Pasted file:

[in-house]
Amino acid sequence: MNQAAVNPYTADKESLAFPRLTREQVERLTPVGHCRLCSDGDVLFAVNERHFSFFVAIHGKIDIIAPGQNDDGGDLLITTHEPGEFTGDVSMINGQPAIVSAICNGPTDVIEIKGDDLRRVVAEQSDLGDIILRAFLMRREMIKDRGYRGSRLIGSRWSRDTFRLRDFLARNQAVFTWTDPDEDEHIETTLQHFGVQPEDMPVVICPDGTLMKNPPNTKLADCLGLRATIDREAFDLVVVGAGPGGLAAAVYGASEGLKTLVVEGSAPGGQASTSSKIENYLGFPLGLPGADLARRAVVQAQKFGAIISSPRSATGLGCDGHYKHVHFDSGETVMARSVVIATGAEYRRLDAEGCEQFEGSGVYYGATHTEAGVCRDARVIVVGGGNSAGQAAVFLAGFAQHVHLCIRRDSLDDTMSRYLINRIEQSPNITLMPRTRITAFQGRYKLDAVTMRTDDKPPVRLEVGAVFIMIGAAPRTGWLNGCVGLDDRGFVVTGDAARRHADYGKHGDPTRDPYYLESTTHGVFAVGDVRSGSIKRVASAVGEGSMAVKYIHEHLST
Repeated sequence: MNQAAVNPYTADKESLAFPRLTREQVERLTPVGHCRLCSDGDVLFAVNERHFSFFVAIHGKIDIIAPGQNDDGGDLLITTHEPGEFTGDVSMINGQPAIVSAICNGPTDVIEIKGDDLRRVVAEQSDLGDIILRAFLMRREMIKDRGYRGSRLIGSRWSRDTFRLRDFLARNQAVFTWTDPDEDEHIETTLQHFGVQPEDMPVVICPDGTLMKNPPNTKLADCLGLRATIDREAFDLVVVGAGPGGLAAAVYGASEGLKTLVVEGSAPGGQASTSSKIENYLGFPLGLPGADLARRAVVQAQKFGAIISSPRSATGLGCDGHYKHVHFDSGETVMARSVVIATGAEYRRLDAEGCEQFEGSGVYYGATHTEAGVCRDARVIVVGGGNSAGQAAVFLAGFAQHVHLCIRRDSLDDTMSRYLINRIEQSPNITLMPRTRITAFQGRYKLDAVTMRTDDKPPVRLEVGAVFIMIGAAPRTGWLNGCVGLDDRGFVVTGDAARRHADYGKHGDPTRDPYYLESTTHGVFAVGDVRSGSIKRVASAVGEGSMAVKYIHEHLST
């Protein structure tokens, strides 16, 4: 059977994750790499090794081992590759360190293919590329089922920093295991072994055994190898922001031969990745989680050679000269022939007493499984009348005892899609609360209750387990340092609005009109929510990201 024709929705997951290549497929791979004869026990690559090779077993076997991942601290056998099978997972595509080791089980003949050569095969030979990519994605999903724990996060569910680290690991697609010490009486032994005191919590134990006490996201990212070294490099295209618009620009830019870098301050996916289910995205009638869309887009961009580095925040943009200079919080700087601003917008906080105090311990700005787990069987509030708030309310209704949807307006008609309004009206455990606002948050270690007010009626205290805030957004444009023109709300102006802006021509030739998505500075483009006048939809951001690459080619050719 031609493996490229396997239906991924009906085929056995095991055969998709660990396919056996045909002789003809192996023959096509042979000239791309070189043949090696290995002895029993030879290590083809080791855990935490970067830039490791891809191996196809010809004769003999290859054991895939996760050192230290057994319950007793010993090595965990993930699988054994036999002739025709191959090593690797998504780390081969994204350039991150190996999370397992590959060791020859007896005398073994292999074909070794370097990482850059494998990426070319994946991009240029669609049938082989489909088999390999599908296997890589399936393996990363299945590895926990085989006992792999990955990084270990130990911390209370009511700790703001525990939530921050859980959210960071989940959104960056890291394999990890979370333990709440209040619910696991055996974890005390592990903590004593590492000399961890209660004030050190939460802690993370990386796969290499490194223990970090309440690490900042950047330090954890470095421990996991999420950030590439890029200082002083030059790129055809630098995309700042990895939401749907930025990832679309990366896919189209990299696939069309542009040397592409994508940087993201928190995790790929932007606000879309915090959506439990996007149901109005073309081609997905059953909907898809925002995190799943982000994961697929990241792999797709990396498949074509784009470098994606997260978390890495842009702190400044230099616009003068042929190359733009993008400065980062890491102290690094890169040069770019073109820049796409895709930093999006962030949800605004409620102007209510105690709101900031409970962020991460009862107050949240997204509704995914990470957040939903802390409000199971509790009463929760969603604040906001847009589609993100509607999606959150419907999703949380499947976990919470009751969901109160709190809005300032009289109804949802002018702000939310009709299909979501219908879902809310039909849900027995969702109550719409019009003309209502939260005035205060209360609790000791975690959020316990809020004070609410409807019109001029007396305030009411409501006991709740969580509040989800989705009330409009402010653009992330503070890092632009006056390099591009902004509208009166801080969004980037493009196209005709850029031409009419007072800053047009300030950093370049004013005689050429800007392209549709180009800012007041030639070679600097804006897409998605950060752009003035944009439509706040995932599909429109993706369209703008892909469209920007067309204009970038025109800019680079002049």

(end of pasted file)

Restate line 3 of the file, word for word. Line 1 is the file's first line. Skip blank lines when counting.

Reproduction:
Repeated sequence: MNQAAVNPYTADKESLAFPRLTREQVERLTPVGHCRLCSDGDVLFAVNERHFSFFVAIHGKIDIIAPGQNDDGGDLLITTHEPGEFTGDVSMINGQPAIVSAICNGPTDVIEIKGDDLRRVVAEQSDLGDIILRAFLMRREMIKDRGYRGSRLIGSRWSRDTFRLRDFLARNQAVFTWTDPDEDEHIETTLQHFGVQPEDMPVVICPDGTLMKNPPNTKLADCLGLRATIDREAFDLVVVGAGPGGLAAAVYGASEGLKTLVVEGSAPGGQASTSSKIENYLGFPLGLPGADLARRAVVQAQKFGAIISSPRSATGLGCDGHYKHVHFDSGETVMARSVVIATGAEYRRLDAEGCEQFEGSGVYYGATHTEAGVCRDARVIVVGGGNSAGQAAVFLAGFAQHVHLCIRRDSLDDTMSRYLINRIEQSPNITLMPRTRITAFQGRYKLDAVTMRTDDKPPVRLEVGAVFIMIGAAPRTGWLNGCVGLDDRGFVVTGDAARRHADYGKHGDPTRDPYYLESTTHGVFAVGDVRSGSIKRVASAVGEGSMAVKYIHEHLST